The people of India have spoken. A huge mandate in favour of incumbent Prime Minister Narendra Modi has been delivered. From a business sentiment perspective, Modi’s re-election is a big thumbs up for all industries. The victory ensures continuation of policies initiated by the BJP government in the last term and another precious five years to see through some of the economic and social development programs and reforms which are midway in execution.

As far as Ministry of Tourism (MoT) is concerned, it is again less likely, though unfortunate, that the portfolio will see a minister of Cabinet rank. Let’s hope, like the previous term, there will be a Minister of State (MoS) with independent charge at least, not burdened with few other light weight ministries. Considering the economic impact of tourism, the foreign exchange and taxes it earns, the number of people it employs and the huge nation branding it fosters, the industry deserves a minister of Cabinet rank, no less. But over the years, every government has treated tourism as an elitist activity that cannot garner ‘aam admi’ votes (nothing can be farther from the truth) and is hence, also not a sought-after portfolio by any senior leader.

Everyone in the tourism industry will agree that the last two years we have had an able administrator as MoS Tourism. K J Alphons was accessible (a big deal in government), willing to listen and have a conversation. The minister was known to respond to ‘whatsapp’ messages directly and confirm appointments without the usual red tape involved. Considering the drubbing his party received in his home State Kerala (again BJP could not open its account in God’s Own Country), the possibility of Alphons making it to the Council of Ministers remains uncertain at the time of writing this. Let’s hope wisdom prevails over petty party politics.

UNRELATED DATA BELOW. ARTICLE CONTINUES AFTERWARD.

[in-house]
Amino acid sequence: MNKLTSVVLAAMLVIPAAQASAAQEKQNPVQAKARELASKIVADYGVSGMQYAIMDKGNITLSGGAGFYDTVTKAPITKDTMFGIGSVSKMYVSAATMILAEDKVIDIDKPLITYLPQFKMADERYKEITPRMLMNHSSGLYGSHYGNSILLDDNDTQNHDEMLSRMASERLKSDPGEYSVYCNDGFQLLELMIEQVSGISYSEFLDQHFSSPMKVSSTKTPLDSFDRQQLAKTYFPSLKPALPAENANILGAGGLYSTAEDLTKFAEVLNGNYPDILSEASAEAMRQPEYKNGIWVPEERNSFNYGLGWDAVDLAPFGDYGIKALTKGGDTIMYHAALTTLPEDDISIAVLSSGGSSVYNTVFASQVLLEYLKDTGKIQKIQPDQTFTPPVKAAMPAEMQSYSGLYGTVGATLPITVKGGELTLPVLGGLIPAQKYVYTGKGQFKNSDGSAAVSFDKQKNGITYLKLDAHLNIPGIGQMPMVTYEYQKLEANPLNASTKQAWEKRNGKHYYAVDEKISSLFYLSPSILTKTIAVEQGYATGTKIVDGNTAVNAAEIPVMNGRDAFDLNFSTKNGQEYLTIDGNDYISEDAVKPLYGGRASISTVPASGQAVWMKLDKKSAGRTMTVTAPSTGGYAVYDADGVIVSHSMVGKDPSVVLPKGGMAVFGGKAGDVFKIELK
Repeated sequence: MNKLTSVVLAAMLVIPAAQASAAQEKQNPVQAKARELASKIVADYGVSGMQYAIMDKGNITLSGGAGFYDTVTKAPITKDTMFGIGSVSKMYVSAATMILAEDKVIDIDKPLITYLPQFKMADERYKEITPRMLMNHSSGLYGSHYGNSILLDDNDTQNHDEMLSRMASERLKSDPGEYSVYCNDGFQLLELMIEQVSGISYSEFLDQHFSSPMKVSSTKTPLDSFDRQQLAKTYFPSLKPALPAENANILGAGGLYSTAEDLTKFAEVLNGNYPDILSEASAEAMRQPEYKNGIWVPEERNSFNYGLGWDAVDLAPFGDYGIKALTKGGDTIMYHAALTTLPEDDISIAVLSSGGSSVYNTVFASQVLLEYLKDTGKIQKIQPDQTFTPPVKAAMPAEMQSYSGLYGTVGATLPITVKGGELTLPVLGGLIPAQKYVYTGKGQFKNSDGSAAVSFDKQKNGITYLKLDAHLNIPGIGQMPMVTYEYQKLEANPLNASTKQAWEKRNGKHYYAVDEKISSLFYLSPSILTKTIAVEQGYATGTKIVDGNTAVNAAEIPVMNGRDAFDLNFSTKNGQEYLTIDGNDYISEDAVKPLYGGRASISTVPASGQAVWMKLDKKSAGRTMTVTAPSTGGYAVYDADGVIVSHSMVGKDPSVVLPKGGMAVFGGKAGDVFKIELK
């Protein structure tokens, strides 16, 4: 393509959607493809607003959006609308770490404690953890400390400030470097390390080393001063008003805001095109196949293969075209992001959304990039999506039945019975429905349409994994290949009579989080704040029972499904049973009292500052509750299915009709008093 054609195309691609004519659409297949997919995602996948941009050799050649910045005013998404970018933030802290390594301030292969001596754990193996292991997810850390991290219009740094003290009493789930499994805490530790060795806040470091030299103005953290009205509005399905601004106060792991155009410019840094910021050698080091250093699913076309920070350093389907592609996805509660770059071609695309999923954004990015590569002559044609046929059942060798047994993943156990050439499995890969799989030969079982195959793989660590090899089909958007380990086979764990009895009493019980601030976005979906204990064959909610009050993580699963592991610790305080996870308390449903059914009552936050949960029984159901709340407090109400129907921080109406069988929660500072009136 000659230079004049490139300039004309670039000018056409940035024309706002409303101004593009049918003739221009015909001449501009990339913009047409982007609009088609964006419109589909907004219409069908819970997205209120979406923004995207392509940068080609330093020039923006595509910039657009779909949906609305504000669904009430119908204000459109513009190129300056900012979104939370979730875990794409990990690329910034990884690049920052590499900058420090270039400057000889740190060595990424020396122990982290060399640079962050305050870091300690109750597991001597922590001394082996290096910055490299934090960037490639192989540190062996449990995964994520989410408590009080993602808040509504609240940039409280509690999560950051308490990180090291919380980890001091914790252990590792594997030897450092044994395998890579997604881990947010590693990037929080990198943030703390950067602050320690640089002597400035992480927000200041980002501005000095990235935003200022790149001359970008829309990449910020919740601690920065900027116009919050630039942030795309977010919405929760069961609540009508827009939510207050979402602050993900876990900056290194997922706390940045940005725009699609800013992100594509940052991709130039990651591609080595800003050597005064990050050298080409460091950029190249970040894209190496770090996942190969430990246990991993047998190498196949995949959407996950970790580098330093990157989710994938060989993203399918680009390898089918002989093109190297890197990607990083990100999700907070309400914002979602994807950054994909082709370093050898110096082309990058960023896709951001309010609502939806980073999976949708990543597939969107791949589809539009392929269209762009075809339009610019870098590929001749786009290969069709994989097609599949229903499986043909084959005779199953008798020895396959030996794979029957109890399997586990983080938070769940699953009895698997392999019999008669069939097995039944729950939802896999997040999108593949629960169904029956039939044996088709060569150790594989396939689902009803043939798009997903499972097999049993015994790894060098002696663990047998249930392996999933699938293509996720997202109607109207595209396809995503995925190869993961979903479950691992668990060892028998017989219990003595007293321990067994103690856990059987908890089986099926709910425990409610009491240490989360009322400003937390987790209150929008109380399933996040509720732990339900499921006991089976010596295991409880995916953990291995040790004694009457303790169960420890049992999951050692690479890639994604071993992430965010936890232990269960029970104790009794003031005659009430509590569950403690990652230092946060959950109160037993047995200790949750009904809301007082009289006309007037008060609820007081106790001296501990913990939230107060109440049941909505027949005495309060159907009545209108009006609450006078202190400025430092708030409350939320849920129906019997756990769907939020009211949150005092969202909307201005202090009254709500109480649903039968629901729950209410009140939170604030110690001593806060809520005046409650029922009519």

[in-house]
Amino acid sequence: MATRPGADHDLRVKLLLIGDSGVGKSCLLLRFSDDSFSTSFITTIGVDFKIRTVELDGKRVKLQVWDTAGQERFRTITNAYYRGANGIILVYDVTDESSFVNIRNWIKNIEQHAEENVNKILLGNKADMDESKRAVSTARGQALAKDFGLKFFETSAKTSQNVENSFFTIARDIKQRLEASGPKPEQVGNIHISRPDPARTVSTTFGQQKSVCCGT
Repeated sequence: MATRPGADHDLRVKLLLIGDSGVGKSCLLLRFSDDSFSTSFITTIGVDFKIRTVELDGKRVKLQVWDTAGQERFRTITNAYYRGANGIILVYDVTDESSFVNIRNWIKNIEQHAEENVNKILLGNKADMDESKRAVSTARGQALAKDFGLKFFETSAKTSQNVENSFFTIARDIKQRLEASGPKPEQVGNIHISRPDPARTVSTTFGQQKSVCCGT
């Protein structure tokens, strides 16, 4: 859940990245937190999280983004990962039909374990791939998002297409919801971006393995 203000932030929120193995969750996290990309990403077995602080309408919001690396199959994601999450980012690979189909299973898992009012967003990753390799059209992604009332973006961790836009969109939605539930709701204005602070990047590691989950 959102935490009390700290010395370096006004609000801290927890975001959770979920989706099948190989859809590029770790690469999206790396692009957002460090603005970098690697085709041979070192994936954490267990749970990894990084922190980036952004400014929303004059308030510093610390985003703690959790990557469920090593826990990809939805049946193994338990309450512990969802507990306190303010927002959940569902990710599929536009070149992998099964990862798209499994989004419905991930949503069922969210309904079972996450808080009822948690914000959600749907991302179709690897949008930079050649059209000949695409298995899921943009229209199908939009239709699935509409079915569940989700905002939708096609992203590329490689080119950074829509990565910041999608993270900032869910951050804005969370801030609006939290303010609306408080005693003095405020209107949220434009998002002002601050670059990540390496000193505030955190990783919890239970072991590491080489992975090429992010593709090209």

The new government has some urgent issues to settle for tourism to prosper. Solving the Jet Airways conundrum is one. Privatisation of Air India is another. Formulation of an Island Tourism Policy that can work wonders for Lakshadweep and Andamans is top priority. A Cruise Tourism Policy that can leverage our vast coastline, various attractions for short excursions and the millions of tourists, is need of the hour. Moreover, the hotel industry has been demanding a further reduction is GST and expecting the MoT to take up their case with the new Union Minister of Finance.

Hundreds of projects for which crores of rupees have already been spent under the MoT’s flagship programs like Swadesh Darshan and PRASAD need to come up as planned and audited as well for performance and impact. MoT also has to continue its close collaboration with Ministry of Civil Aviation to expedite the UDAN Regional Connectivity Scheme by opening up more airports and routes to spur domestic tourism.

If India has to grow at 10 per cent for the next 10 years, then tourism which contributes a tenth of the national GDP, 42 million jobs and Rs. 16 trillion in receipts, cannot be ignored. Let’s hope the PM accords the tourism ministry a well-deserved spot in the pecking order and assigns an able leader who can steer the course.

Categories: Editor's Note